More than 60 former and current elected prosecutors asked Virginia’s highest court to find that a lower court judge threatened the separation of powers through his “unprecedented” decision to oust the commonwealth’s attorney for Loudoun County from a case over a lenient plea deal.
In June, a Loudoun County judge “removed and disqualified” the Commonwealth’s Attorney Buta Biberaj (D) from the case of Kevin Valle, a 19-year old who went on what had been described as a smash-and-grab rampage. The Washington Post reported that the teenager hurled rocks through windows and doors of local businesses and swiped merchandise or cash.
Biberaj, frequently described as part of wave of progressive prosecutors who oppose harsh sentencing, offered Valle a plea deal that called for restitution for the businesses and a six-month sentence. But Circuit Court Judge James E. Plowman Jr. rejected the deal and threw Biberaj off the case.
On Friday, the advocacy group Fair and Justice prosecution challenged that “unprecedented” decision in a brief to Virginia’s highest court.
“For decades, prosecutors have exercised discretion on whether to charge cases, what charges and penalties to pursue, and what plea bargains to offer,” their friend-of-the-court brief to the Supreme Court of Virginia states. “Indeed, it is well-settled that prosecutorial discretion is fundamental to the operation of the criminal justice system.”
The brief claims that the judge’s action was “both an unconstitutional infringement on separation of powers and contrary to Virginia law.”
Quoting the U.S. Supreme Court’s ruling in McCleskey v. Kemp, the memo continues: “The capacity of prosecutorial discretion to provide individualized justice is firmly entrenched in American law.”
The advocacy group’s executive director Miriam Krinsky called Plowman’s actions “completely out of bounds.”
“The voters of Loudoun County elected CA Biberaj because of her commitment to roll back the harms of decades of tough-on-crime policies championed by her predecessor, who also happens to be the judge in this case,” Krinsky said in a statement. “Any effort to prevent her from carrying out that vision is not just an attack on her discretion, but also an infringement on the will of the people who put CA Biberaj in office. It is essential that the Virginia Supreme Court recognizes the sanctity of separation of powers and allow CA Biberaj to carry out the work she was elected to do without judicial interference.”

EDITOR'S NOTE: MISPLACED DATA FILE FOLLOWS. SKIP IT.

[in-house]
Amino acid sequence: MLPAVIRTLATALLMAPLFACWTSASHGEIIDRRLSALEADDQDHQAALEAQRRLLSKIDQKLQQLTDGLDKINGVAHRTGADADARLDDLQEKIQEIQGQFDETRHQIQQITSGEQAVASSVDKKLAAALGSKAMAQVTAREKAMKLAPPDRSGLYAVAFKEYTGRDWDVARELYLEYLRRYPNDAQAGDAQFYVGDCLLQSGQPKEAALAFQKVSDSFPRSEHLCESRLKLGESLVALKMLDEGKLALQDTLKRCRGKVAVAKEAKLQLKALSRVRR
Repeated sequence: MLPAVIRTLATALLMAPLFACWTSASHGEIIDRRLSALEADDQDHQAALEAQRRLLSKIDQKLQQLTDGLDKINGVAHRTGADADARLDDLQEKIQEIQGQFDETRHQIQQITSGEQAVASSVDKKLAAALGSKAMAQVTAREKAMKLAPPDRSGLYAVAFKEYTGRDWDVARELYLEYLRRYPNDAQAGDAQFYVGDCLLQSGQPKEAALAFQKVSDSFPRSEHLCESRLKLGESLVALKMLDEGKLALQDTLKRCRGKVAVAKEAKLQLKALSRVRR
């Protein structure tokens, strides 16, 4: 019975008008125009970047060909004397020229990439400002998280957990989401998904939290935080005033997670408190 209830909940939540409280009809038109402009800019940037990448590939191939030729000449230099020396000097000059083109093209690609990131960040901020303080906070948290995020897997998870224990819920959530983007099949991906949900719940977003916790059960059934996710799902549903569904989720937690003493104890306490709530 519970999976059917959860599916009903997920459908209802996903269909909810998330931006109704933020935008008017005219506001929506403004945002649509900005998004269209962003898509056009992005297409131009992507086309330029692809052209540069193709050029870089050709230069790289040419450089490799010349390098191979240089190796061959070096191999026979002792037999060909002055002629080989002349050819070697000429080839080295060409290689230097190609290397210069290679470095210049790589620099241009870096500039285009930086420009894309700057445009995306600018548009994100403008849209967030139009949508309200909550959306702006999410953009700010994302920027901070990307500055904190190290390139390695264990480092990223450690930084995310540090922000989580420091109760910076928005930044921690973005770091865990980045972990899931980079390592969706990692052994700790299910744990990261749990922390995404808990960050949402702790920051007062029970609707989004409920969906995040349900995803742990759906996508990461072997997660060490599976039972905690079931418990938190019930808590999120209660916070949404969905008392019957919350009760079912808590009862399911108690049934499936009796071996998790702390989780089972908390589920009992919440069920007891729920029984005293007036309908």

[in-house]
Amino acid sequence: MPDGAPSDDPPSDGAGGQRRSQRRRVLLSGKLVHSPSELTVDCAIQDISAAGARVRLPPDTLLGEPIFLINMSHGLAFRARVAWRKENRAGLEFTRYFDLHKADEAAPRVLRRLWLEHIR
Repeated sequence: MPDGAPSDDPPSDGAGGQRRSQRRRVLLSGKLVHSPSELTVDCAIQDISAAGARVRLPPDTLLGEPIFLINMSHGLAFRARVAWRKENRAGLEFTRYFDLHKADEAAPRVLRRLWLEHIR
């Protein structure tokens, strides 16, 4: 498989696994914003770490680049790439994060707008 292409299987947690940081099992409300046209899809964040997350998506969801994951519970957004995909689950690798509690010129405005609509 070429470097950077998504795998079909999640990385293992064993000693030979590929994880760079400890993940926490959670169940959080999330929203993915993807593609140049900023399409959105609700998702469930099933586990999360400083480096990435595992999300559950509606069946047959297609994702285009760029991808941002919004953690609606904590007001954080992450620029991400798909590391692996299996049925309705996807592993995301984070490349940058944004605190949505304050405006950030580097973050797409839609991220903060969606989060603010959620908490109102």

The group claims that the lower court’s actions threaten “community self-governance” by eroding the rights of voters.
“This dramatic and unprecedented move sent a clear message to CA Biberaj: exercise your discretion according to the court’s values and judgment or risk losing oversight and control of your cases,” the brief says.
One of Biberaj’s peers, the Commonwealth’s Attorney for Albemarle County Jim Hingeley (D), echoed those sentiments.
“Since the founding of our country, prosecutorial discretion has been enshrined as a crucial part of our justice system, even as it was used to fuel mass incarceration at immense human and financial costs,” Hingeley said in a statement. “Now, when reform-minded prosecutors and the voters who put them in office are rejecting decades of failed tough-on-crime policies, the discretion that judges have respected for centuries must continue to be protected.”
Hingeley is one of the signatories of the brief. Other elected prosecutors on the list include Minnesota Attorney General Keith Ellison (DFL); District Attorney José Garza (D), from Travis County, Texas; District Attorney Eric Gonzalez (D), from Kings County, New York; and dozens of others.
Read the brief, below:
(Screenshot via WTTG YouTube)
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